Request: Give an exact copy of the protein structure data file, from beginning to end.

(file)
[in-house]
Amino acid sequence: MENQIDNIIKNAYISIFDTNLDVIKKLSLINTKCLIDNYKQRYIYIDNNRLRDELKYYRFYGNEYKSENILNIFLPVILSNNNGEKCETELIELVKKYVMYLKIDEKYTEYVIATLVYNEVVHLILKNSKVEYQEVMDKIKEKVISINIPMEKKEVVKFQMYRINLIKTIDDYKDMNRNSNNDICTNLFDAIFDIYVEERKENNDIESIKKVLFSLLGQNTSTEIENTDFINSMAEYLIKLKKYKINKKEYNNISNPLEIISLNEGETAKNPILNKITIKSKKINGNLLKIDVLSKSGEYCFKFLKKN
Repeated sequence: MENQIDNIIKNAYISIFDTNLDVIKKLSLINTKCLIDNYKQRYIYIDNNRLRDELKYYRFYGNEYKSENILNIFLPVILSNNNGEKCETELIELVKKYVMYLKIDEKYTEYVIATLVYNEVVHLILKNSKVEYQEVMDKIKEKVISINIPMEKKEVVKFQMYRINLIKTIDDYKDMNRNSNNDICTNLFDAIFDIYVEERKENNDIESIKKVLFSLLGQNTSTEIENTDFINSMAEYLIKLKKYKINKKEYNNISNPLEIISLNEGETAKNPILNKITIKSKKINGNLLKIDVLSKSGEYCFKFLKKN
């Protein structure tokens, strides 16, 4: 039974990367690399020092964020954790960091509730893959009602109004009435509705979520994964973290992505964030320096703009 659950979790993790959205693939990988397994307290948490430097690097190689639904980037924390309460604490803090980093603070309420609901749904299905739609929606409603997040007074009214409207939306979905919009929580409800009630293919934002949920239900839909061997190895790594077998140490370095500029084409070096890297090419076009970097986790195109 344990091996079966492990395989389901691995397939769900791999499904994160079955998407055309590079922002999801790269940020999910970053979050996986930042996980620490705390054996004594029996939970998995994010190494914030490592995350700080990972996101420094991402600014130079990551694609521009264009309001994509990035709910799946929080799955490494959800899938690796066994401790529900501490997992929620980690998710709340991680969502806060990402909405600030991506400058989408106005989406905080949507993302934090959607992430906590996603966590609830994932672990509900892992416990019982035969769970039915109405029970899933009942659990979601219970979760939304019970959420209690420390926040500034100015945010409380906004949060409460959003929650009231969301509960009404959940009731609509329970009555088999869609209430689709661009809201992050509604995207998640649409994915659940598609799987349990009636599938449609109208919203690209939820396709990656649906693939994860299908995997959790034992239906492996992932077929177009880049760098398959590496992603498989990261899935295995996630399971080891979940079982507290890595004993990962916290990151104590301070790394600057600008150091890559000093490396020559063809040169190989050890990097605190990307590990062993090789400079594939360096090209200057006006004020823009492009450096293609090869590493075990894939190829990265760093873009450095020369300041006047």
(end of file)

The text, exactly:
[in-house]
Amino acid sequence: MENQIDNIIKNAYISIFDTNLDVIKKLSLINTKCLIDNYKQRYIYIDNNRLRDELKYYRFYGNEYKSENILNIFLPVILSNNNGEKCETELIELVKKYVMYLKIDEKYTEYVIATLVYNEVVHLILKNSKVEYQEVMDKIKEKVISINIPMEKKEVVKFQMYRINLIKTIDDYKDMNRNSNNDICTNLFDAIFDIYVEERKENNDIESIKKVLFSLLGQNTSTEIENTDFINSMAEYLIKLKKYKINKKEYNNISNPLEIISLNEGETAKNPILNKITIKSKKINGNLLKIDVLSKSGEYCFKFLKKN
Repeated sequence: MENQIDNIIKNAYISIFDTNLDVIKKLSLINTKCLIDNYKQRYIYIDNNRLRDELKYYRFYGNEYKSENILNIFLPVILSNNNGEKCETELIELVKKYVMYLKIDEKYTEYVIATLVYNEVVHLILKNSKVEYQEVMDKIKEKVISINIPMEKKEVVKFQMYRINLIKTIDDYKDMNRNSNNDICTNLFDAIFDIYVEERKENNDIESIKKVLFSLLGQNTSTEIENTDFINSMAEYLIKLKKYKINKKEYNNISNPLEIISLNEGETAKNPILNKITIKSKKINGNLLKIDVLSKSGEYCFKFLKKN
């Protein structure tokens, strides 16, 4: 039974990367690399020092964020954790960091509730893959009602109004009435509705979520994964973290992505964030320096703009 659950979790993790959205693939990988397994307290948490430097690097190689639904980037924390309460604490803090980093603070309420609901749904299905739609929606409603997040007074009214409207939306979905919009929580409800009630293919934002949920239900839909061997190895790594077998140490370095500029084409070096890297090419076009970097986790195109 344990091996079966492990395989389901691995397939769900791999499904994160079955998407055309590079922002999801790269940020999910970053979050996986930042996980620490705390054996004594029996939970998995994010190494914030490592995350700080990972996101420094991402600014130079990551694609521009264009309001994509990035709910799946929080799955490494959800899938690796066994401790529900501490997992929620980690998710709340991680969502806060990402909405600030991506400058989408106005989406905080949507993302934090959607992430906590996603966590609830994932672990509900892992416990019982035969769970039915109405029970899933009942659990979601219970979760939304019970959420209690420390926040500034100015945010409380906004949060409460959003929650009231969301509960009404959940009731609509329970009555088999869609209430689709661009809201992050509604995207998640649409994915659940598609799987349990009636599938449609109208919203690209939820396709990656649906693939994860299908995997959790034992239906492996992932077929177009880049760098398959590496992603498989990261899935295995996630399971080891979940079982507290890595004993990962916290990151104590301070790394600057600008150091890559000093490396020559063809040169190989050890990097605190990307590990062993090789400079594939360096090209200057006006004020823009492009450096293609090869590493075990894939190829990265760093873009450095020369300041006047």